Meet Alan and Grace. These lighthearted, 8-bit characters were nominated in early 2014 to become the iconic mascots of Engineering at Cerner. Have you ever wondered who these 80’s video gaming inspired characters on our Engineering t-shirts are? Why were they chosen as mascots? What do they represent? The countless hours spent pondering these questions will be no more. Pull up a chair as we dive into the mystery behind the dynamic duo known as Alan and Grace.
Believe it or not, the enjoyable pair highlighted on a myriad of our engineering materials were named after two real life innovators: Alan Turing and Grace Hopper. Alan and Grace were visionaries in their time, championing advances that shaped the computer science innovations of today. These icons were chosen based on their contributions to computer science and the moxie they showed while doing it.
Alan, our spiky haired friend who embodies an 80’s meets hipster vibe, is named after the English mathematician Alan Mathison Turing (1912-1954). Turing is known to some as the father of theoretical computer science and artificial intelligence. Alan had an unquenchable mind and was in constant pursuit of knowledge, devoting his life to a vocation in science and mathematics as a computer scientist, mathematician, logician, cryptanalyst, and theoretical biologist. Among his many contributions is the notable Alan Turing Enigma machine. The machine was used to help break the enigma code used in German naval communications during World War II. The concept of the Turing Enigma machine has become the foundation of the modern theory of computation and computability. Alan and his Enigma machine have received some recent fame as featured in the Imitation Game, a 2014 American historical drama-thriller loosely based on the biography Alan Turing: The Enigma. It can be argued that computer science would not be what it is today without the mathematical imagination of Alan Turing. Cue the mic drop now.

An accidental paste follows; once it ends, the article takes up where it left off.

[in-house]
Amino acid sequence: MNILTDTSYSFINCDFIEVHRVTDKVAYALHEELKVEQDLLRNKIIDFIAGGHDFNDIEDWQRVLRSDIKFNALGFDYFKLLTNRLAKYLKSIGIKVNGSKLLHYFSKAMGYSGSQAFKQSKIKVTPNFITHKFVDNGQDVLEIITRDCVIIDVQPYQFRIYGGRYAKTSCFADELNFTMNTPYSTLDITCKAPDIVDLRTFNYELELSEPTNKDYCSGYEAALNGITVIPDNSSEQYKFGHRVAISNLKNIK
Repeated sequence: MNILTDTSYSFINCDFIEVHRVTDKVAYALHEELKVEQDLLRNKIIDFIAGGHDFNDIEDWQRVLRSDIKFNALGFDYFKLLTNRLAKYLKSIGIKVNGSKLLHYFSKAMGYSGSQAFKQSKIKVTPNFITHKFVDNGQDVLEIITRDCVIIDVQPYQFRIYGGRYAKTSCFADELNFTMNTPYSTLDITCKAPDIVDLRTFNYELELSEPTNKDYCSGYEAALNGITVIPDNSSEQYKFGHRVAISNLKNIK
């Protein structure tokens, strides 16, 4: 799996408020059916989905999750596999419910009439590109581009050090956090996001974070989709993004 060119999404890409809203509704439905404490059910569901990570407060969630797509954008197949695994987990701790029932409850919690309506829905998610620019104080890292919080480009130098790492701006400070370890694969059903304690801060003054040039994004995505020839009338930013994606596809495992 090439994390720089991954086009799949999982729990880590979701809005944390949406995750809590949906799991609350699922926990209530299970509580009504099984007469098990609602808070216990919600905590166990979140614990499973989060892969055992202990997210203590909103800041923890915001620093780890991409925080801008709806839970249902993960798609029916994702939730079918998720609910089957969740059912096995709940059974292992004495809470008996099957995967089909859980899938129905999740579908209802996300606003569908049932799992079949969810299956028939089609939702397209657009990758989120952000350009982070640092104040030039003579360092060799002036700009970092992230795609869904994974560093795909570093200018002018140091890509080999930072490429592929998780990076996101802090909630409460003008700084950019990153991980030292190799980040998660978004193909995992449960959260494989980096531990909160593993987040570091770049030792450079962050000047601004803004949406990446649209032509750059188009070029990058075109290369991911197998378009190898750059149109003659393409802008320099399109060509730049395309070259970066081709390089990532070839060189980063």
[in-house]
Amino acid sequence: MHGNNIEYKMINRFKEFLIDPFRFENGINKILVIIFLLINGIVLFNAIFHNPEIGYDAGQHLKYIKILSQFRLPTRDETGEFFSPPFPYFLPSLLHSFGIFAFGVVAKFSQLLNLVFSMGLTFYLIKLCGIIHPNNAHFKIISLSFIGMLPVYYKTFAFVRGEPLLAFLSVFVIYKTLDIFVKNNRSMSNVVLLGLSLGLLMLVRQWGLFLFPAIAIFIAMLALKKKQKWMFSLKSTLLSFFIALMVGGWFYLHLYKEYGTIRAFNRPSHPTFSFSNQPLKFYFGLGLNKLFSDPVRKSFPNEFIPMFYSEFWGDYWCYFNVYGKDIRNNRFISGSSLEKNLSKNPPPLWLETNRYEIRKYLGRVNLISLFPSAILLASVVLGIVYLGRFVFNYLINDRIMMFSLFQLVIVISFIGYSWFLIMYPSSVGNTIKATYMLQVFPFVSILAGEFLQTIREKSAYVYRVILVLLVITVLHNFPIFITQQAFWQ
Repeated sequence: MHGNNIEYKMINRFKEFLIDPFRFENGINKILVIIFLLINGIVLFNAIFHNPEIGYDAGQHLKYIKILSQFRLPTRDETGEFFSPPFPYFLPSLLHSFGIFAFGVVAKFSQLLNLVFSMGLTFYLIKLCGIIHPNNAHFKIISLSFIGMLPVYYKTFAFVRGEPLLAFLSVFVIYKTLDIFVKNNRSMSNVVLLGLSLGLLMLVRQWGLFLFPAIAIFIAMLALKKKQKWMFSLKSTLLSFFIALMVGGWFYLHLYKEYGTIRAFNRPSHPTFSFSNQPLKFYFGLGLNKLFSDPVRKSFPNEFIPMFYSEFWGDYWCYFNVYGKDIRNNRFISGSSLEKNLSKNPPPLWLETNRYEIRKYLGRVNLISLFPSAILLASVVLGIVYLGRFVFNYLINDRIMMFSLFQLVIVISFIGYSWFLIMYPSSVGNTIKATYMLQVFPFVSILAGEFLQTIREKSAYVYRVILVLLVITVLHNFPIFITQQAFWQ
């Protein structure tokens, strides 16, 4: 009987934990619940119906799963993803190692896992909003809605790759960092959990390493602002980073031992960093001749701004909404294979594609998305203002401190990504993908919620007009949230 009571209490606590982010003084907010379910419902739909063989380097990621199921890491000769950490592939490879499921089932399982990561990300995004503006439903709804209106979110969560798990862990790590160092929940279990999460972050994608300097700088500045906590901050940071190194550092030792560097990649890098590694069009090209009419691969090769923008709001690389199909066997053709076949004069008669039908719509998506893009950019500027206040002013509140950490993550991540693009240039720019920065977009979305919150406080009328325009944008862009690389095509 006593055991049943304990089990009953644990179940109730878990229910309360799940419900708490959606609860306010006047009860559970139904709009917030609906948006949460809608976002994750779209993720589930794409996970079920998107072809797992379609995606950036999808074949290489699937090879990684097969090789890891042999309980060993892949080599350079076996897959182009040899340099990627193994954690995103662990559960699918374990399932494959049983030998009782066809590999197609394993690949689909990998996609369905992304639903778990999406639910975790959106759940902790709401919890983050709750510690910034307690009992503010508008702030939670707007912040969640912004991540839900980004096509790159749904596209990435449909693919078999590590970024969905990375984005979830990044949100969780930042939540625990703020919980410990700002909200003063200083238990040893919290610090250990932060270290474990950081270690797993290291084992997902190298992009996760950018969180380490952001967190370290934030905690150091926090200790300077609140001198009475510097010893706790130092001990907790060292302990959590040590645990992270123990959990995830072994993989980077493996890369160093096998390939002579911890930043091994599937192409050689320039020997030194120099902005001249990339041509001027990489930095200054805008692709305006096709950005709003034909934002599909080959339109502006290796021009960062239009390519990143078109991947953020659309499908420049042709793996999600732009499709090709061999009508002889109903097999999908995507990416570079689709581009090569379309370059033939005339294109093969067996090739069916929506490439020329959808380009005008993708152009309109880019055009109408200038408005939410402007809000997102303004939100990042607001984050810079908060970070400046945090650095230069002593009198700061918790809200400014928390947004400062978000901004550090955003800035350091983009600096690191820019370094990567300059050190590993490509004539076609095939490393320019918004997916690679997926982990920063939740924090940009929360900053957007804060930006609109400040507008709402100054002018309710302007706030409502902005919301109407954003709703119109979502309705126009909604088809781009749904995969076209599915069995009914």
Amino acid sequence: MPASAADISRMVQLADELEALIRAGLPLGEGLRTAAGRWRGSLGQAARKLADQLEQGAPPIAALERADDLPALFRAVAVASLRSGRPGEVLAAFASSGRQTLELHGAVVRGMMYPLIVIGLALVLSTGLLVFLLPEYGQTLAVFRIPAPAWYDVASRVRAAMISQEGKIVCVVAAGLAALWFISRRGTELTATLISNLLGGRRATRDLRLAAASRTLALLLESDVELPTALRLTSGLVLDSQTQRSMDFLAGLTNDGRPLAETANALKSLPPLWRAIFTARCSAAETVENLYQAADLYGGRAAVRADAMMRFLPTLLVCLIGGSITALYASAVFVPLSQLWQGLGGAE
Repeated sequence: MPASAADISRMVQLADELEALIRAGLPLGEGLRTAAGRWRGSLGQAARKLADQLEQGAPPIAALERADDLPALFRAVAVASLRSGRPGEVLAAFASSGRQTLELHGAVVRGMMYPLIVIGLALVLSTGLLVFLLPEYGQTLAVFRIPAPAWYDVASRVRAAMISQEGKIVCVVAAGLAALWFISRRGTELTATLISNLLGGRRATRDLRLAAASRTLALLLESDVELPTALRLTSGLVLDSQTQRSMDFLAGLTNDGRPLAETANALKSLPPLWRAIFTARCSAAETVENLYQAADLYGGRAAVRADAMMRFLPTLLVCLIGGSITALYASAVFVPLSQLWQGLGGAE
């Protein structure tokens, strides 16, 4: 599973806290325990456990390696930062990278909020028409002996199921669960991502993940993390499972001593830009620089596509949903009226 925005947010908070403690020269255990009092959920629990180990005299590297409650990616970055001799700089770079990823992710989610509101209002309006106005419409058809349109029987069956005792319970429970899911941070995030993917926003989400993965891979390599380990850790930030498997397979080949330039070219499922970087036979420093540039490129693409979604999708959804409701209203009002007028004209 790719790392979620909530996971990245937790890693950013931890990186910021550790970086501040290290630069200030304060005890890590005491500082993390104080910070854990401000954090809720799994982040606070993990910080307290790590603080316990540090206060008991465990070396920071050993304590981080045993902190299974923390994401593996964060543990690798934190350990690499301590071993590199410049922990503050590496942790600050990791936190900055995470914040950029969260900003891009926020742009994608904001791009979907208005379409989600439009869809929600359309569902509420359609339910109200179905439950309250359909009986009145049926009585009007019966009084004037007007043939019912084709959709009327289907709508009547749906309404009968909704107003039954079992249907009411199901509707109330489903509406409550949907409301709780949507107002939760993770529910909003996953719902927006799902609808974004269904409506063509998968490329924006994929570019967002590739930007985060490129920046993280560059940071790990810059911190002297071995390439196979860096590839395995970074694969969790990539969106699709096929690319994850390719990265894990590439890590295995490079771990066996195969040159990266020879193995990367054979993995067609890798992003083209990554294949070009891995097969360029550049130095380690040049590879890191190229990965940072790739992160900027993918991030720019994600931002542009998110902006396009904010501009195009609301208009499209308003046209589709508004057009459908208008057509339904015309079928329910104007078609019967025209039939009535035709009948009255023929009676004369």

Cerner Engineering’s jovial female mascot appears as if she’s ready to take on the world. The fearless spirit of the mascot encompases the nature of its muse for whom she was named, Grace Brewster Murray Hopper (1906-1992). Grace Hopper was an American mathematician, computer programmer, military leader, and a woman clearly ahead of her time. Grace received a Ph.D. in mathematics, one of the first women to earn this level of education. Grace’s path to computer science began while serving in the U.S. Naval Reserve as one of the first to program the Harvard Mark I computer. Grace went on to create the first compiler for computer languages leading to COBOL, a widely adapted language that would be used around the world. But Grace wasn’t finished yet. At the age of 60, she was recalled to active duty where she standardized communication between different computer languages. When Grace retired at the age of 79 as a rear admiral, she was the oldest serving officer in the service. In 1991, Grace was the first women awarded the National Medal of Technology. Throughout her life, Grace encouraged young people to learn how to program. Grace’s legacy lives on through the Grace Murray Hopper Award, the Grace Hopper Celebration of Women in Computing Conference, the University of Missouri’s computer museum “Grace’s Place”, and now Cerner’s Engineering mascot. Grace continues to serve as an inspiration to women in tech everywhere. Was there any other choice?
Alan and Grace represent a beacon of inspiration, providing icons that encapsulate and promote a culture of innovation, forward thinking, and just plain fun. The creation of mascots Alan and Grace has been a big win for the passionate Cerner engineers dedicated to fostering Cerner’s Engineering culture.